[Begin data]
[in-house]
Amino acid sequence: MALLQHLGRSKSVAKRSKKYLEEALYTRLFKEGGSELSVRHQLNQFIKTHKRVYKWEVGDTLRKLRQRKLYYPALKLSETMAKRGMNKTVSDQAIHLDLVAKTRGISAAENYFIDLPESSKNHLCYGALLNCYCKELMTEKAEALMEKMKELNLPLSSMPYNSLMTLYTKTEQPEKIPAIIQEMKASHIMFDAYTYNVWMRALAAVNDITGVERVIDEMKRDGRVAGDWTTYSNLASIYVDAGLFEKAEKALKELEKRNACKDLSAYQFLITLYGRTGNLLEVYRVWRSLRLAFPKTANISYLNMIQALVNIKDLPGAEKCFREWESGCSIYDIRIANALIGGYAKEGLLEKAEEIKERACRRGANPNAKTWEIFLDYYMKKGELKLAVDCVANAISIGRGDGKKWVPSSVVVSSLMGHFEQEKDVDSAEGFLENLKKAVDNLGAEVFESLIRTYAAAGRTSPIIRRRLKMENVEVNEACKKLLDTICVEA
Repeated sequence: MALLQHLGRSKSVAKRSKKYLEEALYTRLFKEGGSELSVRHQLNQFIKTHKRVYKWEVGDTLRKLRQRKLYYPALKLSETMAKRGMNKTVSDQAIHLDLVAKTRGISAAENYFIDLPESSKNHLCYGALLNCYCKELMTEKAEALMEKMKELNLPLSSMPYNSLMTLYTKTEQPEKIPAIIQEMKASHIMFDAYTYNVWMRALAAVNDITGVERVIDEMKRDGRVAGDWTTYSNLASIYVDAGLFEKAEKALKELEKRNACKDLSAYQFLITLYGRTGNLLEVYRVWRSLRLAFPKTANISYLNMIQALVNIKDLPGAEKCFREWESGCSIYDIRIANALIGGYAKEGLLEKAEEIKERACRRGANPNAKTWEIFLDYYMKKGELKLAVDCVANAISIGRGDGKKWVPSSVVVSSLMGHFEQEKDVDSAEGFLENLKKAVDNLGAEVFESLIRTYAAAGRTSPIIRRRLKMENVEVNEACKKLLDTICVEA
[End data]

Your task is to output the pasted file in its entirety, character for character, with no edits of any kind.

[in-house]
Amino acid sequence: MALLQHLGRSKSVAKRSKKYLEEALYTRLFKEGGSELSVRHQLNQFIKTHKRVYKWEVGDTLRKLRQRKLYYPALKLSETMAKRGMNKTVSDQAIHLDLVAKTRGISAAENYFIDLPESSKNHLCYGALLNCYCKELMTEKAEALMEKMKELNLPLSSMPYNSLMTLYTKTEQPEKIPAIIQEMKASHIMFDAYTYNVWMRALAAVNDITGVERVIDEMKRDGRVAGDWTTYSNLASIYVDAGLFEKAEKALKELEKRNACKDLSAYQFLITLYGRTGNLLEVYRVWRSLRLAFPKTANISYLNMIQALVNIKDLPGAEKCFREWESGCSIYDIRIANALIGGYAKEGLLEKAEEIKERACRRGANPNAKTWEIFLDYYMKKGELKLAVDCVANAISIGRGDGKKWVPSSVVVSSLMGHFEQEKDVDSAEGFLENLKKAVDNLGAEVFESLIRTYAAAGRTSPIIRRRLKMENVEVNEACKKLLDTICVEA
Repeated sequence: MALLQHLGRSKSVAKRSKKYLEEALYTRLFKEGGSELSVRHQLNQFIKTHKRVYKWEVGDTLRKLRQRKLYYPALKLSETMAKRGMNKTVSDQAIHLDLVAKTRGISAAENYFIDLPESSKNHLCYGALLNCYCKELMTEKAEALMEKMKELNLPLSSMPYNSLMTLYTKTEQPEKIPAIIQEMKASHIMFDAYTYNVWMRALAAVNDITGVERVIDEMKRDGRVAGDWTTYSNLASIYVDAGLFEKAEKALKELEKRNACKDLSAYQFLITLYGRTGNLLEVYRVWRSLRLAFPKTANISYLNMIQALVNIKDLPGAEKCFREWESGCSIYDIRIANALIGGYAKEGLLEKAEEIKERACRRGANPNAKTWEIFLDYYMKKGELKLAVDCVANAISIGRGDGKKWVPSSVVVSSLMGHFEQEKDVDSAEGFLENLKKAVDNLGAEVFESLIRTYAAAGRTSPIIRRRLKMENVEVNEACKKLLDTICVEA